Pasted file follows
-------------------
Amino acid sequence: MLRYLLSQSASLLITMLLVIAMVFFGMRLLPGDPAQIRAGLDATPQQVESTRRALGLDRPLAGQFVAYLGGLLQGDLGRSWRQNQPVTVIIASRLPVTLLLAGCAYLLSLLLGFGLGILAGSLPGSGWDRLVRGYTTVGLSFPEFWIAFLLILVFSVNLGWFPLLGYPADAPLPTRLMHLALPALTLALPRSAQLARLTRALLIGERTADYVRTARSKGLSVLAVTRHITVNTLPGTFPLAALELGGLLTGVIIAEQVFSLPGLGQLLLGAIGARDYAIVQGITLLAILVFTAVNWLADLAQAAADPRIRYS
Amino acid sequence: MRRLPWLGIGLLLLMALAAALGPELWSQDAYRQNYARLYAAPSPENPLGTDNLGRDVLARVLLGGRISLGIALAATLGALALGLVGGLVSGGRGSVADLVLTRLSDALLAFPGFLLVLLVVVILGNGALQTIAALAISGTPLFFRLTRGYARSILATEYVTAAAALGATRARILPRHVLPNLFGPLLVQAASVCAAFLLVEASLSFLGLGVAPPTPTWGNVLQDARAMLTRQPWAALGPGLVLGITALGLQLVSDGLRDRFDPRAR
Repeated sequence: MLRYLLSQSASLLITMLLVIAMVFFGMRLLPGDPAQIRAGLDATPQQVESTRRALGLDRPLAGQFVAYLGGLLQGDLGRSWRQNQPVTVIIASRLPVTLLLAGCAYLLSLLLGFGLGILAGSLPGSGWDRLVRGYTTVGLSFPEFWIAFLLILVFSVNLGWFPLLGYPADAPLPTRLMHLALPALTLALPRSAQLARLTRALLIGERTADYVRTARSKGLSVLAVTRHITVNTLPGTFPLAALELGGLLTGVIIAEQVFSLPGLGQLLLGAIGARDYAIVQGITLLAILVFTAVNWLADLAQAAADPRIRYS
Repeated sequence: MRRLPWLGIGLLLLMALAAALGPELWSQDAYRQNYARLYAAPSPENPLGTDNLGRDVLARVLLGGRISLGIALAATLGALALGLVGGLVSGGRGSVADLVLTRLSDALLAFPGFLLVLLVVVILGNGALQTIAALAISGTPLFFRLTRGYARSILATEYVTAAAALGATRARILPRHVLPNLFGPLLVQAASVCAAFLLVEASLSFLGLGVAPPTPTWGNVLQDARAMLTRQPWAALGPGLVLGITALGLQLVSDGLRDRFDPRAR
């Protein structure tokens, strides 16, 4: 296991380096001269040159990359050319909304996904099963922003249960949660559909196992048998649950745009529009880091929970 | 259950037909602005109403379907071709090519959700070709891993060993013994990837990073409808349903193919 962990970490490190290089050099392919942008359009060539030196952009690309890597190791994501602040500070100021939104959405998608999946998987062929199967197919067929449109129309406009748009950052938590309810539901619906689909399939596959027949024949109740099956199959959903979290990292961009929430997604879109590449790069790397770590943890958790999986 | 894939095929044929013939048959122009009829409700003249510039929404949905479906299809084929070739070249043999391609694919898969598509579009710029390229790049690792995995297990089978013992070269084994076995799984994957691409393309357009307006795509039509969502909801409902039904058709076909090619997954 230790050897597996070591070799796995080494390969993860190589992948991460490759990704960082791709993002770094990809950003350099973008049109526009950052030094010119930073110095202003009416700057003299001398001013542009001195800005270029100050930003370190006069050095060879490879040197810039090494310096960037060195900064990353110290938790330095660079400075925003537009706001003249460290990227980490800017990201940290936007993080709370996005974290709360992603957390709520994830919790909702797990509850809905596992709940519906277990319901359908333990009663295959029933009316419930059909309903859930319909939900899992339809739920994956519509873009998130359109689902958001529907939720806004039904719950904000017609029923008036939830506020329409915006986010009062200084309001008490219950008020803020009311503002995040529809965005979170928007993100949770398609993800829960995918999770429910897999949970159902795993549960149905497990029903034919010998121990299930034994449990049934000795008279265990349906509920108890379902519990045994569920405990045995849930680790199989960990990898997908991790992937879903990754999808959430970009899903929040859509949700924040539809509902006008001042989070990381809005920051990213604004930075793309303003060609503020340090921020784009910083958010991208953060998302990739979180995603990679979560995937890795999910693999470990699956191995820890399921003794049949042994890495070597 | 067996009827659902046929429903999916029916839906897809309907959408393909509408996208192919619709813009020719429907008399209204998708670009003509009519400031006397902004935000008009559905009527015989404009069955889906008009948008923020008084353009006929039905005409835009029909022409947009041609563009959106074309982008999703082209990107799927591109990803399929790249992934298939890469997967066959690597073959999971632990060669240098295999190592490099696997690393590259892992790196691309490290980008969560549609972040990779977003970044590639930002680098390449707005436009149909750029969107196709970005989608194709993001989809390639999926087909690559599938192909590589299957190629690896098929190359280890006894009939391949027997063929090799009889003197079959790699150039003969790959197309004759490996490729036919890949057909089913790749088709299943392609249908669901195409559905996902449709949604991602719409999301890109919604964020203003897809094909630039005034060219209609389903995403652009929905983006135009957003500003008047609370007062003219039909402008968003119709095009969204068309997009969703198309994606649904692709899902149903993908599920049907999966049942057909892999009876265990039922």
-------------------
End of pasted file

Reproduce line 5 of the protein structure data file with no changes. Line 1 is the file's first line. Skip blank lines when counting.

């Protein structure tokens, strides 16, 4: 296991380096001269040159990359050319909304996904099963922003249960949660559909196992048998649950745009529009880091929970 | 259950037909602005109403379907071709090519959700070709891993060993013994990837990073409808349903193919 962990970490490190290089050099392919942008359009060539030196952009690309890597190791994501602040500070100021939104959405998608999946998987062929199967197919067929449109129309406009748009950052938590309810539901619906689909399939596959027949024949109740099956199959959903979290990292961009929430997604879109590449790069790397770590943890958790999986 | 894939095929044929013939048959122009009829409700003249510039929404949905479906299809084929070739070249043999391609694919898969598509579009710029390229790049690792995995297990089978013992070269084994076995799984994957691409393309357009307006795509039509969502909801409902039904058709076909090619997954 230790050897597996070591070799796995080494390969993860190589992948991460490759990704960082791709993002770094990809950003350099973008049109526009950052030094010119930073110095202003009416700057003299001398001013542009001195800005270029100050930003370190006069050095060879490879040197810039090494310096960037060195900064990353110290938790330095660079400075925003537009706001003249460290990227980490800017990201940290936007993080709370996005974290709360992603957390709520994830919790909702797990509850809905596992709940519906277990319901359908333990009663295959029933009316419930059909309903859930319909939900899992339809739920994956519509873009998130359109689902958001529907939720806004039904719950904000017609029923008036939830506020329409915006986010009062200084309001008490219950008020803020009311503002995040529809965005979170928007993100949770398609993800829960995918999770429910897999949970159902795993549960149905497990029903034919010998121990299930034994449990049934000795008279265990349906509920108890379902519990045994569920405990045995849930680790199989960990990898997908991790992937879903990754999808959430970009899903929040859509949700924040539809509902006008001042989070990381809005920051990213604004930075793309303003060609503020340090921020784009910083958010991208953060998302990739979180995603990679979560995937890795999910693999470990699956191995820890399921003794049949042994890495070597 | 067996009827659902046929429903999916029916839906897809309907959408393909509408996208192919619709813009020719429907008399209204998708670009003509009519400031006397902004935000008009559905009527015989404009069955889906008009948008923020008084353009006929039905005409835009029909022409947009041609563009959106074309982008999703082209990107799927591109990803399929790249992934298939890469997967066959690597073959999971632990060669240098295999190592490099696997690393590259892992790196691309490290980008969560549609972040990779977003970044590639930002680098390449707005436009149909750029969107196709970005989608194709993001989809390639999926087909690559599938192909590589299957190629690896098929190359280890006894009939391949027997063929090799009889003197079959790699150039003969790959197309004759490996490729036919890949057909089913790749088709299943392609249908669901195409559905996902449709949604991602719409999301890109919604964020203003897809094909630039005034060219209609389903995403652009929905983006135009957003500003008047609370007062003219039909402008968003119709095009969204068309997009969703198309994606649904692709899902149903993908599920049907999966049942057909892999009876265990039922």